They can do so by urging support for the States' Rights to Medical Marijuana Act (HR 2087). Sponsored by Representative Barney Frank, D-Massachusetts, it has thirty-six co-sponsors, ranging from conservative Representative Dana Rohrabacher, R-California, to progressives such as Representatives Bernie Sanders, I-Vermont; Tammy Baldwin, D-Wisconsin, and John Conyers, of Michigan, the ranking Democrat on the House Judiciary Committee.
The legislation gets to the heart of the matter addressed by the court, declaring that:
"No provision of the Controlled Substances Act shall prohibit or otherwise restrict--
(A) the prescription or recommendation of marijuana by a physician for medical use,
(B) an individual from obtaining and using marijuana from a prescription or recommendation of marijuana by a physician for medical use by such individual, or
(C) a pharmacy from obtaining and holding marijuana for the prescription or recommendation of marijuana by a physician for medical use under applicable State law
in a State in which marijuana may be prescribed or recommended by a physician for medical use under applicable State law."
I'm beginning to grow concerned for the Republicans. They can't stay on message, they can't pass any reforms, they can't support their President, they can't whip count and they can't get along. They are starting to act like, well, Democrats.
The seven moderate Republicans who compromised on the filibuster were savaged first as traitors, then as dupes. There have been threats of reprisals and primary challenges. Lindsey Graham of South Carolina has been mockingly nicknamed "The Senator from New York." An Anybody-But-McCain movement looks to be gaining momentum within the party's base.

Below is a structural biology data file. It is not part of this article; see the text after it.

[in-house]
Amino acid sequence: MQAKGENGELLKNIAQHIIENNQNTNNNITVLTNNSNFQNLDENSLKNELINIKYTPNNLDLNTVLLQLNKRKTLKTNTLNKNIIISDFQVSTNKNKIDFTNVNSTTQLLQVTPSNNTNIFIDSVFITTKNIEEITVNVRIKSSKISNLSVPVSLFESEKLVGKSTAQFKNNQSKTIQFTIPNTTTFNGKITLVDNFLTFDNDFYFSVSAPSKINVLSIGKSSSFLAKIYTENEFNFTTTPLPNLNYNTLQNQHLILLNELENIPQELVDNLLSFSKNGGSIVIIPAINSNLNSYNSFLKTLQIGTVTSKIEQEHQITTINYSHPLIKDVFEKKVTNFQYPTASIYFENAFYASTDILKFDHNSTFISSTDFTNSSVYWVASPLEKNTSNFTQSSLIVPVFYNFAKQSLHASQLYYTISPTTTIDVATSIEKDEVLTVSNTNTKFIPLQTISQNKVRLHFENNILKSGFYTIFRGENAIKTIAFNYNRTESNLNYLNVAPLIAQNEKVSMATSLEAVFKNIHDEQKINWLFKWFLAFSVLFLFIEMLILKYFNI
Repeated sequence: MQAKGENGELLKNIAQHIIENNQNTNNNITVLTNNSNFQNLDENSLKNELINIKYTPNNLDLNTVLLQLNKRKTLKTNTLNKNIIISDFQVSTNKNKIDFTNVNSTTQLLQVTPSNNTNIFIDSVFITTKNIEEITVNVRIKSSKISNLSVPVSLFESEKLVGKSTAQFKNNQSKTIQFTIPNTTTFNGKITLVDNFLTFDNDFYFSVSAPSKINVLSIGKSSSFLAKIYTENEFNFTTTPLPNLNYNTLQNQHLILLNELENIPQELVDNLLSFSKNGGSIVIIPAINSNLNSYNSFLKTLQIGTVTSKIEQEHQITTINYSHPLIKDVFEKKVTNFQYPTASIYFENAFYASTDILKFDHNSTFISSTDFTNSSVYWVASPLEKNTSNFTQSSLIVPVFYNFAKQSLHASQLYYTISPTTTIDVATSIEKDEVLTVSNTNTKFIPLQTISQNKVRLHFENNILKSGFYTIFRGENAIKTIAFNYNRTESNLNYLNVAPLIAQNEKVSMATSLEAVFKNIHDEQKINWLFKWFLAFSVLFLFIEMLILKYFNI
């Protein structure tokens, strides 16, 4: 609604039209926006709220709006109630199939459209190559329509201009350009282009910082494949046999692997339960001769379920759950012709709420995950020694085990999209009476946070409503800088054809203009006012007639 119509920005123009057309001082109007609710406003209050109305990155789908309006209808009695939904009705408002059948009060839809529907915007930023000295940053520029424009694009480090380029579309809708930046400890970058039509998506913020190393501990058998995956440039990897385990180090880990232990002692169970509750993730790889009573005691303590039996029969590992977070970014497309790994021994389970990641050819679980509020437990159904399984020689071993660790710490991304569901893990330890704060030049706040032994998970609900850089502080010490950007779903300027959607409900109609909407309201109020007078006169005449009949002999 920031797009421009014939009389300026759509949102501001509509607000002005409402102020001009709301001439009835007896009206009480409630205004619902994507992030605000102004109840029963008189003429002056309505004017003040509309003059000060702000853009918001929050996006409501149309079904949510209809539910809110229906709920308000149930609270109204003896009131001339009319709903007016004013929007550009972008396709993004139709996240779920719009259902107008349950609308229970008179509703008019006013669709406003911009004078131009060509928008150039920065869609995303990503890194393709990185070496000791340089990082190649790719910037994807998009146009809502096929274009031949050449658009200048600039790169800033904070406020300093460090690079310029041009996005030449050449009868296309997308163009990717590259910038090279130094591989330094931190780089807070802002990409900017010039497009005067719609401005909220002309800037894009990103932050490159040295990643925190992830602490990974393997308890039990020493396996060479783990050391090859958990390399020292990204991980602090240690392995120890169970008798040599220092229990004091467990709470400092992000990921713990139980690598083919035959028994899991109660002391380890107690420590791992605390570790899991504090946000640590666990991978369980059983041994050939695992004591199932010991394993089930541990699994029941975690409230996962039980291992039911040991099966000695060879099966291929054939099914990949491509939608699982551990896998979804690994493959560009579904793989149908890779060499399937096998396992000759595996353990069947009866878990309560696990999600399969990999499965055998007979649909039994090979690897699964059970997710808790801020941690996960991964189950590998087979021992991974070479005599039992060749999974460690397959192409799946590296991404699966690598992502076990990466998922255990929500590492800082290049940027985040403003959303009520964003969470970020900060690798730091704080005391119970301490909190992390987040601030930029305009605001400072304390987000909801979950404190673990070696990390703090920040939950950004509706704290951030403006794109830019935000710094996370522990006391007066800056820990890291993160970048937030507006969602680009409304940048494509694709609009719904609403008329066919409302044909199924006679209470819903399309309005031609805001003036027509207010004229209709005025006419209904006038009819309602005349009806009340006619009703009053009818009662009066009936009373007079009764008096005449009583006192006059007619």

The relationship between Congressional Republicans and the White House doesn't look much healthier. Congress has refused to deal with Bush's privatization reforms. A teary-eyed Senator George Voinovich wouldn't switch his vote on John Bolton, delaying a vote. And despite the President's strong support for the zygote, Congressional Republicans defied his veto threat and voted in significant numbers to pass funding for stem cell research.
This issue caused particular acrimony among Senate Republicans Sam Brownback and Arlen Specter, who nearly got into a shouting match over the issue. When Brownback haughtily asked Specter when he thought his life had begun, Specter, who has been fighting cancer, shot back, "I'm a lot more concerned at this point about when my life is going to end."
Power seems to have made the Republicans mad. They are behaving as erratically as drug addicts. But I know a good way to make Republicans right as rain again--a bracing trip back to minority status. Let's plan the intervention for 2006.
Talk about a Raw Deal. If we don't see a boost in the federal minimum wage by next year, it will be the longest the country's ever gone without an increase. But after eight straight years of poverty-level minimums, more and more states have decided that enough is enough--or rather, that $5.15 is not enough.
In March, we highlighted minimum wage victories in Vermont and New Jersey, and since then, good news has rolled in from many more states. On May 3rd, Hawaii's legislature voted in favor of increasing the state's minimum to $7.75 by 2007. The next day, Connecticut's State Senate approved a minimum wage hike that will reach $7.65 in the next two years. A week later, Minnesota's legislature raised its floor-level minimum by a dollar per hour.